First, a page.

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Cooperstown Case: Should Joe Mauer Make the Hall of Fame?

Whenever Joe Mauer decides to hang up his cleats, he will go down as one of the best players in Twins history. That part is undeniable, but his larger legacy is still in question. As recently as 2013, Mauer seemed destined for the National Baseball Hall of Fame. Concussions and a forced position switch have put his Hall of Fame resume into question.

Mauer is coming off his best season at first base and he’s been on a hot streak to start 2018. Will Mauer get the call? Let’s examine his Cooperstown Case…
Image courtesy of Jake Roth-USA TODAY Sports
JAWS
For those unfamiliar with JAWS or Jaffe WAR Score system, it was developed by Jay Jaffe as “a means to measure a player’s Hall of Fame worthiness by comparing him to players at his position who are already enshrined, using advanced metrics to account for the wide variations in offensive levels that have occurred throughout the game’s history.” Players' JAWS score takes their career WAR and averages it with their 7-year peak WAR.

When the 2018 Hall of Fame voting started, there were 15 elected catchers and 20 elected first baseman. Mauer scores very well when compared to Hall of Fame catchers. Catchers' weighted career WAR is 53.4, WARpeak is 34.4, and JAWS is 43.9. Mauer currently has a 54.5 career WAR, a 39.0 WARpeak, and a 46.7 JAWS. This would rank him as the seventh best catcher all time.

First base is a different story but Mauer has only played 36% of his games at first base. Hall of Fame first basemen have a 66.1 career WAR, a 42.6 WARpeak, and a 54.3 JAWS. Obviously, Mauer doesn’t fit the prototypical mold of a first baseman at the plate. However, he has developed into one of the best defensive first basemen in the game. Last season, Mauer ranked as the third best first baseman according to SABR’s Defensive Index.

JAWS isn’t the be all and end all when it comes to the Hall of Fame so let’s look at some other parts of Mauer’s Cooperstown Case.

Mauer’s Statistical Legacy
Counting statistics like hits, home runs, and stolen bases go a long way toward improving a player’s Cooperstown Case. Mauer is never going to be remembered for his power but other statistical areas paint him in a favorable light. With his 2,000th hit last week, Mauer is approaching other top catchers on the all-time hit list. Johnny Bench finished his career with 2,048 hits, while Gary Carter (2,092) and Mike Piazza (2,127) could also be in Mauer’s reach this season.

As the voting bloc for the Hall of Fame gets younger, other statistics are going to improve Mauer’s chances at making the Hall. He is currently in some very elite company when it comes to his hit total, batting titles and career slash line.

The hitters on that list are basically a who’s who of all-time best hitters. At this season’s early stage, Mauer is currently near the top of the AL in hitting. A fourth batting title would place him in even more elite company. He is already the only catcher to win the batting crown in the American League and he has the most batting titles for a catcher all-time.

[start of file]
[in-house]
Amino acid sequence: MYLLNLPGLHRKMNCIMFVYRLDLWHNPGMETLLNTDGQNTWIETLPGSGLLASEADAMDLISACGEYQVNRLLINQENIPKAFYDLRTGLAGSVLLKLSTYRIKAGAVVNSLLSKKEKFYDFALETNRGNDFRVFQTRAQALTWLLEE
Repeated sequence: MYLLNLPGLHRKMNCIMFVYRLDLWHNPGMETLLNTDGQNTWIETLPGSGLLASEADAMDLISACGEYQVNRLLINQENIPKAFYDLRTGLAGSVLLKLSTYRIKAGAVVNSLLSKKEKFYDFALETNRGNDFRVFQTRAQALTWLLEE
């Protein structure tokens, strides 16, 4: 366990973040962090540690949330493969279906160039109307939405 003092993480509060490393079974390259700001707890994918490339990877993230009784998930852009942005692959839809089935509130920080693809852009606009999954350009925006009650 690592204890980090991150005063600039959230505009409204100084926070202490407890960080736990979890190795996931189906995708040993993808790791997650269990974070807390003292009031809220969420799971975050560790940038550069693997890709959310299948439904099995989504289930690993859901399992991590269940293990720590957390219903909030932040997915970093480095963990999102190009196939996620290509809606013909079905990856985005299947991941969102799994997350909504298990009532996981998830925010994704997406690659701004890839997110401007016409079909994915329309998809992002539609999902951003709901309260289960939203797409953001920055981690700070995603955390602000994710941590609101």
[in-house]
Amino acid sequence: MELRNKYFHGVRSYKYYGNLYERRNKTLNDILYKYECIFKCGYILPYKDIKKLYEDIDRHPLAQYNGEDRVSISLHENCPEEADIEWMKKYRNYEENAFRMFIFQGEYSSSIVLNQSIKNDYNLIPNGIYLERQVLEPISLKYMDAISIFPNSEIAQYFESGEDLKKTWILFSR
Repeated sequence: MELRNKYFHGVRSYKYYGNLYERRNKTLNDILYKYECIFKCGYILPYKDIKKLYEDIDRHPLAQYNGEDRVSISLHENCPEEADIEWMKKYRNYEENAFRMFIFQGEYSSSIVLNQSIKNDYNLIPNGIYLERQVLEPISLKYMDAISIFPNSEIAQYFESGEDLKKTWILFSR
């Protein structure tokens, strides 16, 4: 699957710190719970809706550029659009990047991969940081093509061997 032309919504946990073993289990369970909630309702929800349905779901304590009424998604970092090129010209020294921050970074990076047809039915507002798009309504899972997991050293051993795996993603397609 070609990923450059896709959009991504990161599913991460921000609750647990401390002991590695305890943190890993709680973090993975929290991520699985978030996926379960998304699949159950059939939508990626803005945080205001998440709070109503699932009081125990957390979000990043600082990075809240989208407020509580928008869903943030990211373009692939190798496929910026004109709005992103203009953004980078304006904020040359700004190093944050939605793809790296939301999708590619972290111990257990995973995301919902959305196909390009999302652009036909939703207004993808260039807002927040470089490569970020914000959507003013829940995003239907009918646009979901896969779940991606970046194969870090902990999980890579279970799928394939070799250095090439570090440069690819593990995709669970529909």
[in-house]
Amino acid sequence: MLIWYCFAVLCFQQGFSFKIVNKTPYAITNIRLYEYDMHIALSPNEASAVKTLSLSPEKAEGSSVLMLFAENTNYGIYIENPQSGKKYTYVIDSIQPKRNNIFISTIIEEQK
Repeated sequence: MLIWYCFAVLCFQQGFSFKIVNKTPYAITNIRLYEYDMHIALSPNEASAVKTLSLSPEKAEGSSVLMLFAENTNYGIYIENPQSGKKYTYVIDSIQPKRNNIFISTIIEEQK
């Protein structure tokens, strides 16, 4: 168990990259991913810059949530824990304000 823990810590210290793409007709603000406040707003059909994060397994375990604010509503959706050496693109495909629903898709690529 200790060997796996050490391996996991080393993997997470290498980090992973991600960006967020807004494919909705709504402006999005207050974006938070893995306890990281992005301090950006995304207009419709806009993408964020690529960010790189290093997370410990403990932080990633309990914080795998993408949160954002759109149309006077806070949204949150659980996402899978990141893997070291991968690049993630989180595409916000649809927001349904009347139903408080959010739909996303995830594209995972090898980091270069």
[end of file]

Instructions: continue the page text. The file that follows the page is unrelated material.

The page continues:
Mauer gets a lot of negative publicity for his lack of power. However, Mauer ranks 14th among all catchers in OPS. This puts him in front of all-time catching greats like Johnny Bench, Yogi Berra, and Ivan Rodriguez. All three of those players were elected to the Hall of Fame on the first ballot.

On the bases, Mauer also separated himself from other catchers. In fact, he might have been one of the best base-running catchers of all-time. Up to the 2013 season, Mauer’s last as a catcher, he ranked fifth all-time according to FanGraph’s BsR calculation. BsR combines Weighted Stolen Base Runs, Weighted Grounded Into Double Play Runs (wGDP), and Ultimate Base Running (UBR).

Historical Perspective
Ernie Banks and Don Mattingly provide some historical perspective for Mauer’s Hall of Fame case. Banks hit .290/.353/.552 with 296 home runs in his first eight seasons. As part of that stretch, he won back-to-back MVP awards. Knee problems forced Banks to move off shortstop in 1962. He finished his career as a first baseman, where he hit .260/.308/.450 and posted a 104 wRC+. Banks ended up playing 200 more games at first base than shortstop.

Like Banks, Mauer was forced to move from an up-the-middle position to first base. Mauer is 400 games away from having more starts at first base than at catcher. As a first baseman, Mauer has hit .282/.362/.397 so his numbers are a little higher than Banks'. However, the baseball environment has been very home run happy in recent years so one could expect Mauer’s number to be even higher.

Mattingly, like Mauer, was one of the best hitters in the game for a stretch of time. From 1982-89, Mattingly won an MVP and a batting title, while hitting .323/.368/.521. At the end of that run, Mattingly suffered a back injury and was never quite the same player. Baseball in the early 1990s was becoming a slugger’s paradise and Mattingly hit .286/.345/405 over his last five seasons.

For 15 years, Mattingly went through the Hall of Fame voting process. His highest season was his initial year on the ballot, 2001, when he had a 28.2% of the vote. His voting totals dropped from there and ranged from 20.3% to 8.2% before his time on the ballot expired in 2015. Mattingly never played a premier defensive position like Mauer so this could help Mauer’s overall case.